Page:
• Bring a couple of Updated Resumes – Hiring Managers and Recruiters often either forget or cannot print your resume and will often show up without your resume.  By taking a few copy’s your showing that you have prepared for the interview.
  • Bad language or Cursing – It generally not acceptable in the working environment and will not be tolerated in an interview.  Cursing shows that you’re aggressive and arrogant which are both generally not wanted by hiring managers.
  • Employment Details – If you want this job don’t start to discuss employment details.  Any mention of sick-day leave, maternity leave, paid holidays, working hours, holiday arrangements will open a whole barrel of questions that you do not want.
  • Money – Another than basic questions with regard to salary, you should not be going into details about money, bonus’s or packages unless an offer is put in front of you.  When the salary question does come up, make sure that you explain why you’re asking for the increase and base it on examples.
  • Not Asking Questions – There is no possible way that you can understand everything about a company, a job or your personal future, from a few hours of research and a few interviews.  Candidates that don’t ask questions show that they are not able to think for themselves or maybe are not interested in the company or role.  If you’re interested, you need to ask questions which will show that you want to know more.
  • Finishing an Interview because you’re Busy – is really not a good excuse.  Interviews often run over time, so make sure that you allocate and appropriate amount of time.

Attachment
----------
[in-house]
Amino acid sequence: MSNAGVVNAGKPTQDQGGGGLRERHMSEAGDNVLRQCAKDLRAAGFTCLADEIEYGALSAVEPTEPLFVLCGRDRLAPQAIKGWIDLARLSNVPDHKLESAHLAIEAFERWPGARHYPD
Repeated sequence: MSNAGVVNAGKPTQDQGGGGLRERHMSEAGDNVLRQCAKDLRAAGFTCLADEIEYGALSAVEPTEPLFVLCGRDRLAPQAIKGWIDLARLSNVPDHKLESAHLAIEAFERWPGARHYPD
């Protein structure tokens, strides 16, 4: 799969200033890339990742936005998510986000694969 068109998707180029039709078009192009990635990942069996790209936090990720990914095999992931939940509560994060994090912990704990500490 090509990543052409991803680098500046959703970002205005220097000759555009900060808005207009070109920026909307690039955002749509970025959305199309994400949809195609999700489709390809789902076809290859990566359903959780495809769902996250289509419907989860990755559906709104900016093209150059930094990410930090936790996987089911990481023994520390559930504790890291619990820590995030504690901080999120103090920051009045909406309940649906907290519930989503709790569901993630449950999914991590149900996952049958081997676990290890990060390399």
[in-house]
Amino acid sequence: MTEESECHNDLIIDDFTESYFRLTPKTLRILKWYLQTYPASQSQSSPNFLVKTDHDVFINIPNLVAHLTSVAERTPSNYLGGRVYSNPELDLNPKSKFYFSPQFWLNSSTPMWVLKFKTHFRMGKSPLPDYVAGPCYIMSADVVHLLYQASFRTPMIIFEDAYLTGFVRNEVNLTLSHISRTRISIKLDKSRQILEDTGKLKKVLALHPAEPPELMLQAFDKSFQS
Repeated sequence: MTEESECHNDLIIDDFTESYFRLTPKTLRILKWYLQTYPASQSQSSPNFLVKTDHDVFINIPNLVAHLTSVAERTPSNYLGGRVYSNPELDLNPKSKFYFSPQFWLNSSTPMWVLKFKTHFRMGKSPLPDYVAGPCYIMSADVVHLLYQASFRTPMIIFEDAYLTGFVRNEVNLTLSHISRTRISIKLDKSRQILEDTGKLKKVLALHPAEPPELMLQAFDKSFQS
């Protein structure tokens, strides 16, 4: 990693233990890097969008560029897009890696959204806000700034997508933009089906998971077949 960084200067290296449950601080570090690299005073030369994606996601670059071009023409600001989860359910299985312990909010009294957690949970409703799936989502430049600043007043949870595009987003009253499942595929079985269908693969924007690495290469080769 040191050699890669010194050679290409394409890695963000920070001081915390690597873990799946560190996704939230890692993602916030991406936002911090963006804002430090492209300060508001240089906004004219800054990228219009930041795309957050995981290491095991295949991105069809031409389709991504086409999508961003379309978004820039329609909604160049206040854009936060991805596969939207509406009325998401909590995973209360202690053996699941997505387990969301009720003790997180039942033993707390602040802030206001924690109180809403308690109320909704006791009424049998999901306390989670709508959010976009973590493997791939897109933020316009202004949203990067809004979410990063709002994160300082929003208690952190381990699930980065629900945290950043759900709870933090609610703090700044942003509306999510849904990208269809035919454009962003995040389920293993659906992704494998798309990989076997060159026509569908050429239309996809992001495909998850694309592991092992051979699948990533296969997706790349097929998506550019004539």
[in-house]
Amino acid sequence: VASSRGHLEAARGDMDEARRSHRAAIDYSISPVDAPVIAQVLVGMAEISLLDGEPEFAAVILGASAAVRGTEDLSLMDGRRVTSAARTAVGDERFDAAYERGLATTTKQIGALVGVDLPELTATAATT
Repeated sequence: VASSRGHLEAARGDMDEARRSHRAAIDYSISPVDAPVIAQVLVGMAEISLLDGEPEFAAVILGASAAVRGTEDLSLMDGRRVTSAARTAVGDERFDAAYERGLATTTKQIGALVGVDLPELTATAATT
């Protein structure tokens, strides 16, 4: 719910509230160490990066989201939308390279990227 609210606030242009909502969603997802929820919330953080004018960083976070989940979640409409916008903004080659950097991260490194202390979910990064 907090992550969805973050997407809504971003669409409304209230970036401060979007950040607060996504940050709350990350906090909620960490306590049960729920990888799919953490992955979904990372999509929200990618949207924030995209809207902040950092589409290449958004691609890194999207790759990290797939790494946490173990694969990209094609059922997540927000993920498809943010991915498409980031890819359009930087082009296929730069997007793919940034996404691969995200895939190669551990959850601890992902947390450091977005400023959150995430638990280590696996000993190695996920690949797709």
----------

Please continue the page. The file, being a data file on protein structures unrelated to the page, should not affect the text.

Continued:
• Stopping an Interview because you’re Not Interested – Finishing an interview early because you’re not interested in the job can be done the right way or the wrong way.  I am not interested in this job and walking out, is the wrong way and you need to make sure you don’t do it.  Think long term – next time there is a great job that’s perfect for you, it will be much easier if you have a contact within the company that likes you to put you forwards for the job.
  • Not Following Up After your Interview – Even if you have built rapport, had a fantastic interview, its common curtsy to drop a note to the hiring manager or interviewer to thank them for their time.  As a recruiter, if you meet 10 candidates in a day, by the time you’ve finished the 10th, it’s hard to remember what the first looked like.  A thank you note helps out to remember the good candidates.
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Nick Jones

My name Nick Jones, I am a professional Head-Hunter with over 20 years of experience working all over the world. I specialise in out-of-the-box job search strategies to get your CV directly to the hiring manager, thus skipping any ATS portals or recruiters who think they're important.